And while the film can get “heavy,” there is a tremendous amount of comedy as Samantha and Theodore try to make their relationship work.  There is a notable scene where Samantha considers getting a physical surrogate to help the romance between them.  And that scene goes further to show how desperate everyone in this world is to be part of a special relationship.  And later, during one of their arguments as jealous rears its ugly head, we are reminded that he his dating his computer! We laugh at the writing and also at ourselves for caring so much.

Aside from the surrogate, the other three women that Theodore interacts in the physical world are played by Olivia Wilde, Rooney Mara and Amy Adams.  Adams is Amy, a neighbor and long time friend that seems to share some of Theodore’s loneliness and insecurities (a lot of those brought on by a condescending, pompous husband played by Matt Letscher).  Adams is her ever-charming self as she encourages Theodore without any hint of judgment.  The full supporting cast just helps make this my favorite love story since Eternal Sunshine.

A SPOILER (of sorts) IS COMING so stop reading if you want….

One final note.  This poignant and original story is so marvelously structured we become emotional invested in a bizarre relationship that in the end makes us question which interactions we value.  We’re always concerned about technology turning on us that it’s rare to find a movie that raises the more terrifying question; what if technology simply abandons us? What if it feels it has outgrown us? Where have we invested our emotions? What dependency have we developed?   And this is where that childlike optimism comes in from Mr. Jonze.  The film shows us that all interactions can be valuable if we approach them with trust and abandon.  And when one connection is gone, there is the hope of another.  And considering plunge into love after a bad break up is optimistic in itself. Falling in love, as Amy says, is the weird form of socially accepted insanity.  There is a final breath at the end of the movie, where I felt we could see a bright future, there will be insanity again.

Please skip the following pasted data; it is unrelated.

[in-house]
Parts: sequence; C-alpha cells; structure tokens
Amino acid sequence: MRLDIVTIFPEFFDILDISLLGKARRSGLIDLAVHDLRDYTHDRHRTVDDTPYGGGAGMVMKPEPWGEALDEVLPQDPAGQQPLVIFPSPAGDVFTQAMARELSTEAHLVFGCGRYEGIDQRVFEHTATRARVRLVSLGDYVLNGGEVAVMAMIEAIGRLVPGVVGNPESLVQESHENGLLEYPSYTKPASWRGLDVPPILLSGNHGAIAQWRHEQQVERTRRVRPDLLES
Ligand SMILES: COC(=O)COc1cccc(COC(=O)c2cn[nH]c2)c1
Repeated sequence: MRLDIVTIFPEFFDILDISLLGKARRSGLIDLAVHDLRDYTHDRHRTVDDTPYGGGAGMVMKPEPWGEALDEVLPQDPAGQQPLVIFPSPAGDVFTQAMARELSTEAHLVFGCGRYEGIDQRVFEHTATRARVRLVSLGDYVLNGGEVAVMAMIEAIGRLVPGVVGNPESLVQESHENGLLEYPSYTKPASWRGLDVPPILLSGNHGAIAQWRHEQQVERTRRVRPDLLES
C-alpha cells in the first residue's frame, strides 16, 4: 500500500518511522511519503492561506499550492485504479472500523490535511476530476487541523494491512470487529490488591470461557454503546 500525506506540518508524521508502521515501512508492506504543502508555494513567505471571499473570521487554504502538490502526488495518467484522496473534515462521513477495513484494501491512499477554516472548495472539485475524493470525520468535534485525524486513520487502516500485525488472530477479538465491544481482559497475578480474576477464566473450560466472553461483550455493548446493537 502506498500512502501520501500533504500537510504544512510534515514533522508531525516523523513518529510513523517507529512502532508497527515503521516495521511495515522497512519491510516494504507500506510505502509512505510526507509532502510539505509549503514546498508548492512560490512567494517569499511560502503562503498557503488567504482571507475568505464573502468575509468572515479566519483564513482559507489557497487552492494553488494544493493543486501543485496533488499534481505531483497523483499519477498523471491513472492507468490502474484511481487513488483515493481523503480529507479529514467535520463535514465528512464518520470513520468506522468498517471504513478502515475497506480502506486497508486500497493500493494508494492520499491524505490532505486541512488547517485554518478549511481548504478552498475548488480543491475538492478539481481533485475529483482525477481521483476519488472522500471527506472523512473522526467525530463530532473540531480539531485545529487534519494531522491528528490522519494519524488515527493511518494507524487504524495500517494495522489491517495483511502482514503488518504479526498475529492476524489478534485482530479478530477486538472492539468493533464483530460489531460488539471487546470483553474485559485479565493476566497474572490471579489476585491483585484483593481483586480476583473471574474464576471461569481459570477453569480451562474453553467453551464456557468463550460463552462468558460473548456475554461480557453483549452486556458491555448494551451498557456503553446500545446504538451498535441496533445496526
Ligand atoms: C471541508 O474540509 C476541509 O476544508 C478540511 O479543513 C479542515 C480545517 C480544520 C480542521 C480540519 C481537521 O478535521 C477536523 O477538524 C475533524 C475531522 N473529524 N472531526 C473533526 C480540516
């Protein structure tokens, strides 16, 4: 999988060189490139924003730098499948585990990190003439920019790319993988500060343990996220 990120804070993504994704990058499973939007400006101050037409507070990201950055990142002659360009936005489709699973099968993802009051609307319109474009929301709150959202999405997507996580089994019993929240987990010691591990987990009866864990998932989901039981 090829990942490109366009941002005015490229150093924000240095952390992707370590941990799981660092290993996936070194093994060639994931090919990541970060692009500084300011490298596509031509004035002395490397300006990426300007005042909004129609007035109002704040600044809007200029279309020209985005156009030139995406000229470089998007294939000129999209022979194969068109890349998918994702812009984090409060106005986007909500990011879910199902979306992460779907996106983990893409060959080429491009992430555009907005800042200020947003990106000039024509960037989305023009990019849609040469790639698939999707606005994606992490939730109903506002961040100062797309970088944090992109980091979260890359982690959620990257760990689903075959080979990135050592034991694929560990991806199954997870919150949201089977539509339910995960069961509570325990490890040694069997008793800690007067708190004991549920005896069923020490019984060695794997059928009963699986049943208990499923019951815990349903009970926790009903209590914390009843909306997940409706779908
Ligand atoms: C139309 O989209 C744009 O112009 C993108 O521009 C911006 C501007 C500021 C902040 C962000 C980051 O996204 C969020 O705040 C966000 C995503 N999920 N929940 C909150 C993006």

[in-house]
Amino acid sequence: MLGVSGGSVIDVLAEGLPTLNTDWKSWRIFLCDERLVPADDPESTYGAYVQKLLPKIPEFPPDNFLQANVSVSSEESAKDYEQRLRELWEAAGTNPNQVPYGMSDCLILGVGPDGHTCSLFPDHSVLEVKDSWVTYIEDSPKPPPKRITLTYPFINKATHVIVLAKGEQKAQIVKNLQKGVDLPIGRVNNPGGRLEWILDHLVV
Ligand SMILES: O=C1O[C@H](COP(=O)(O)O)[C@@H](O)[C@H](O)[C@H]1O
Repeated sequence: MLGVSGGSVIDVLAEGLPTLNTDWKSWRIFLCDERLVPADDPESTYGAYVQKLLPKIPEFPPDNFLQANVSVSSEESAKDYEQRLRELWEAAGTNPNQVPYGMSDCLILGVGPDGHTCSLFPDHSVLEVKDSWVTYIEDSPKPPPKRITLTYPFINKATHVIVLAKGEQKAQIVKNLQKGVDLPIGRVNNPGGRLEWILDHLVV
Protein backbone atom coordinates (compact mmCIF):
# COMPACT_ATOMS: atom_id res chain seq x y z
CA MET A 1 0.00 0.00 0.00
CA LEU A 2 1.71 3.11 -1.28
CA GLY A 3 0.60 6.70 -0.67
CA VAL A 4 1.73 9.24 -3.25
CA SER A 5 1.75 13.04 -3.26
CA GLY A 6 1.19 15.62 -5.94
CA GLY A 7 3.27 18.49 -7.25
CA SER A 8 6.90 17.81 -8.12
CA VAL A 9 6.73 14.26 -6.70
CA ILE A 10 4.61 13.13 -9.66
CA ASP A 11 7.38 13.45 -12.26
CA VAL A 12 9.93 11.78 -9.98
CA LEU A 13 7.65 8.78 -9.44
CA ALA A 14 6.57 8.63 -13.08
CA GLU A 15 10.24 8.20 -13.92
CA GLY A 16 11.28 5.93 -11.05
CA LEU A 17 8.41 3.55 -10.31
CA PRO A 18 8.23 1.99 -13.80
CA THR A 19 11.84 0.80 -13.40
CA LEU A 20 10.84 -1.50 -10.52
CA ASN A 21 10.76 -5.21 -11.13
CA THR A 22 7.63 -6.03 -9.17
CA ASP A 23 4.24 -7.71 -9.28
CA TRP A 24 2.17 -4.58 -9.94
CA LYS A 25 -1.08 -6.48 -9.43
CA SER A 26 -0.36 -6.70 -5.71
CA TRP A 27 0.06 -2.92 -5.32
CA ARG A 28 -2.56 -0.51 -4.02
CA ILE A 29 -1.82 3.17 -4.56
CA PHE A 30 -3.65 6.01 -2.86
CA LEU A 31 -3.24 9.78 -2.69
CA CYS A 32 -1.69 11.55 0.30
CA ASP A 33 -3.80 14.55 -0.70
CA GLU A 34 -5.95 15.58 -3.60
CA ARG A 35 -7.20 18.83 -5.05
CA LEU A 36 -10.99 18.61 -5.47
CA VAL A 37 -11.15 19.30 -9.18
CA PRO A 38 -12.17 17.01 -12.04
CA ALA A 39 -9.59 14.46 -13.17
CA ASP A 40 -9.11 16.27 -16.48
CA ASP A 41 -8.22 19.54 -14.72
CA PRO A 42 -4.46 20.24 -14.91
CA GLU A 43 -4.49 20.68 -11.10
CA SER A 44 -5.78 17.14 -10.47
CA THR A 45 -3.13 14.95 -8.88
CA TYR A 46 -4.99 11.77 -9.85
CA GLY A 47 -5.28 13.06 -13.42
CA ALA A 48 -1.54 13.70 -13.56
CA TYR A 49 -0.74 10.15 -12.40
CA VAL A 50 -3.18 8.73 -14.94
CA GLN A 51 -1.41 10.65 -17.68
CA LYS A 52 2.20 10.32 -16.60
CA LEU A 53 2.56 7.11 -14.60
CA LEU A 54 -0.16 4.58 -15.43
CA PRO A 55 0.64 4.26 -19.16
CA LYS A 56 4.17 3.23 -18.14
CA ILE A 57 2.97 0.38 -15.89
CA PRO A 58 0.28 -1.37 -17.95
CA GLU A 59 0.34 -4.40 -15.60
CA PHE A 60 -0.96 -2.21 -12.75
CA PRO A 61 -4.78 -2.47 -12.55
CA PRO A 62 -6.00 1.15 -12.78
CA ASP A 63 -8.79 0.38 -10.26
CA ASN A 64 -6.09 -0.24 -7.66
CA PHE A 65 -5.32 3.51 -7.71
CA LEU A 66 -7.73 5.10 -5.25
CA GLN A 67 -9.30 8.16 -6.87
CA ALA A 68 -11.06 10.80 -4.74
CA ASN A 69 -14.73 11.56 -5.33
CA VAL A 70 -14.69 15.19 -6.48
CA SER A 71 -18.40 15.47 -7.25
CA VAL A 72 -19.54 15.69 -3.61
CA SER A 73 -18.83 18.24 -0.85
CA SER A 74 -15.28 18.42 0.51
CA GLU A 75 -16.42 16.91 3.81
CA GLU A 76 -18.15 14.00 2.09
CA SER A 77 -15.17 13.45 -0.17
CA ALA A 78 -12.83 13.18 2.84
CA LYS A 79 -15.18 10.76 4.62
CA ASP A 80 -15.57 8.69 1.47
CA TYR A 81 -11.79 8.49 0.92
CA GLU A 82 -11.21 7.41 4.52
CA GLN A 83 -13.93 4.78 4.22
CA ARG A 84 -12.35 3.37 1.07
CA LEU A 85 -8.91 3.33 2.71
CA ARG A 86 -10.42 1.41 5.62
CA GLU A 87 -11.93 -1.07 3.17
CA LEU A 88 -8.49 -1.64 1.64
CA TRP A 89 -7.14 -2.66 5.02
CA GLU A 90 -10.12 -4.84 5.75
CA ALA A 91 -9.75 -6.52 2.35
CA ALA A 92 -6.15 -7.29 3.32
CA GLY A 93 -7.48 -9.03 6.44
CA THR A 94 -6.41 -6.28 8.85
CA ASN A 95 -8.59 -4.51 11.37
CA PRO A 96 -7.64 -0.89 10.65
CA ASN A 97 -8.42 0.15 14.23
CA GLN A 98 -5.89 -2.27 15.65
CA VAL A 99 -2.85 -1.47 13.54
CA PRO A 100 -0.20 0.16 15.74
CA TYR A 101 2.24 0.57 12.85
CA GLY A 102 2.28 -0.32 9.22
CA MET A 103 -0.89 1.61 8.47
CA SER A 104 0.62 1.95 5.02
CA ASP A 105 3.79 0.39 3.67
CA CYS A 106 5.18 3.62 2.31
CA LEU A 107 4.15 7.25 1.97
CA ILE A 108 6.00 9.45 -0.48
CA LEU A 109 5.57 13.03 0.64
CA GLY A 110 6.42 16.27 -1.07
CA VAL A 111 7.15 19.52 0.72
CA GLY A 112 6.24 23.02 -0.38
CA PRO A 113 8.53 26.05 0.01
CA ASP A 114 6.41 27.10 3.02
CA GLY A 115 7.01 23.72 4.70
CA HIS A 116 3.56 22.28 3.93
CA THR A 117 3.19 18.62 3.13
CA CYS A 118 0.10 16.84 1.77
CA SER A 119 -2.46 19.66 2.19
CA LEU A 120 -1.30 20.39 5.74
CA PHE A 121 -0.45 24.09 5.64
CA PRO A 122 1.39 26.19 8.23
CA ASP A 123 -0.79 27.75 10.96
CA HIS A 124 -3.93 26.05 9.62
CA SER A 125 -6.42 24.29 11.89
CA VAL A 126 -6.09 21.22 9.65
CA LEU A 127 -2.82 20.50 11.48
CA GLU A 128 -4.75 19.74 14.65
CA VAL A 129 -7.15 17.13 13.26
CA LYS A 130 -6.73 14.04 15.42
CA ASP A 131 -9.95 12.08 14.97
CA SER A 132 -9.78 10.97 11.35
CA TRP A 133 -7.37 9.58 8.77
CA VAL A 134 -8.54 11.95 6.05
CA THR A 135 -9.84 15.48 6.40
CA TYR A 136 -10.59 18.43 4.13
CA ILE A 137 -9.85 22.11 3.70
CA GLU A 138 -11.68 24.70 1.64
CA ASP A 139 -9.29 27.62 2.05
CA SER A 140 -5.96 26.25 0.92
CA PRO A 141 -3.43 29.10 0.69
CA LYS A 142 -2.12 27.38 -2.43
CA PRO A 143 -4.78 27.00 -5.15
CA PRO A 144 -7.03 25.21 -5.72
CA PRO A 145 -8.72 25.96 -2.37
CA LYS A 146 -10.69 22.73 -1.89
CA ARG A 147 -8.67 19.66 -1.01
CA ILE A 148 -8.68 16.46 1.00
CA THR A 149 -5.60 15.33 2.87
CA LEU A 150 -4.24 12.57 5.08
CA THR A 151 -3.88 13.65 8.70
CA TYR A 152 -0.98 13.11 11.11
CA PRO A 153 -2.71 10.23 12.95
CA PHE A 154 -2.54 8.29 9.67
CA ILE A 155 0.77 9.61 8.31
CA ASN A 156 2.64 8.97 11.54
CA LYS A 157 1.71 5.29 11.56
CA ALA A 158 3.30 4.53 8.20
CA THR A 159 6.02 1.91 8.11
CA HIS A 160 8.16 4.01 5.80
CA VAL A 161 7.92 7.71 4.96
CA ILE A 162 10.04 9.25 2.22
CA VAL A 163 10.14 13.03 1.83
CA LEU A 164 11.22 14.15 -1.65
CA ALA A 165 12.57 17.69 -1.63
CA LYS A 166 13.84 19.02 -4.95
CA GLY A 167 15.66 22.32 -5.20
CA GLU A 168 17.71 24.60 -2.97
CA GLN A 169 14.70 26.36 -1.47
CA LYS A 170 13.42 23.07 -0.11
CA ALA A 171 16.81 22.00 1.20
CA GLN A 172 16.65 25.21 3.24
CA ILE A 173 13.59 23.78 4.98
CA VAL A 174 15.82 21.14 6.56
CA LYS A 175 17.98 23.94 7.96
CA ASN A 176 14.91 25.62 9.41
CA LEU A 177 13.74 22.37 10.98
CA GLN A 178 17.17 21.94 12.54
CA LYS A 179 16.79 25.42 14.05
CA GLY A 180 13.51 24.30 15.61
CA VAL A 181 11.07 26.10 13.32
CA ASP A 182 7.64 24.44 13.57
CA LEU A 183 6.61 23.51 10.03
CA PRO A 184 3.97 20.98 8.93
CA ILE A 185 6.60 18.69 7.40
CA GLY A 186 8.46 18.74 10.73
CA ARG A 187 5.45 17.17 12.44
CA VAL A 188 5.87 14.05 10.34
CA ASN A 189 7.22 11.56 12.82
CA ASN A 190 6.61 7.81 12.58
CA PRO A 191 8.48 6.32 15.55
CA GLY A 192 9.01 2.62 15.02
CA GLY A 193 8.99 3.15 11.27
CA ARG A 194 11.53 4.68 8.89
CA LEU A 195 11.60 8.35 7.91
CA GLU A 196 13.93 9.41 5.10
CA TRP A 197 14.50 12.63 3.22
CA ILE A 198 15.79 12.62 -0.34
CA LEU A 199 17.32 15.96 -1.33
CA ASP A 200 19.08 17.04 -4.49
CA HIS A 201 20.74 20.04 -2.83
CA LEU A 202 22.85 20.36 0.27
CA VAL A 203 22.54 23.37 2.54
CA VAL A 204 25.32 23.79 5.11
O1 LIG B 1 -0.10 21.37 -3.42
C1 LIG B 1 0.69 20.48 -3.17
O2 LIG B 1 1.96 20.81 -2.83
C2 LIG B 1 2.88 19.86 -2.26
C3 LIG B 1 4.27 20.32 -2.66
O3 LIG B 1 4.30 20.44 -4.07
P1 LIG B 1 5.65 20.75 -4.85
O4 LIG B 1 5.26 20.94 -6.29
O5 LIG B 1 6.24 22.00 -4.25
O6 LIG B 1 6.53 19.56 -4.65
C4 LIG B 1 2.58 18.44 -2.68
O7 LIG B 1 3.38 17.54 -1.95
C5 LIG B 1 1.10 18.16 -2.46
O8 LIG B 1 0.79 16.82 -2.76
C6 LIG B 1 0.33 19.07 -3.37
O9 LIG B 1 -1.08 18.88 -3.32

Categories: Patton Notes, See It Tags:

A Note on “Inside Llewyn Davis”

December 7th, 2013 No comments

 Inside Llewyn Davis is the story of the title character, a folk singer that struggles (sometimes less than admirably) in the early ‘60s folk music scene in New York City.  He sleeps on couches and hitches rides with hardly a penny to his name.  He is the quintessential embodiment of the romantic starving artist.  However, other than characters Jim (Justin Timberlake) and Troy (Stark Sands), nothing about this story is bright or cheerful, much like the music itself.  It is, after all, exploring the tormenting creative life.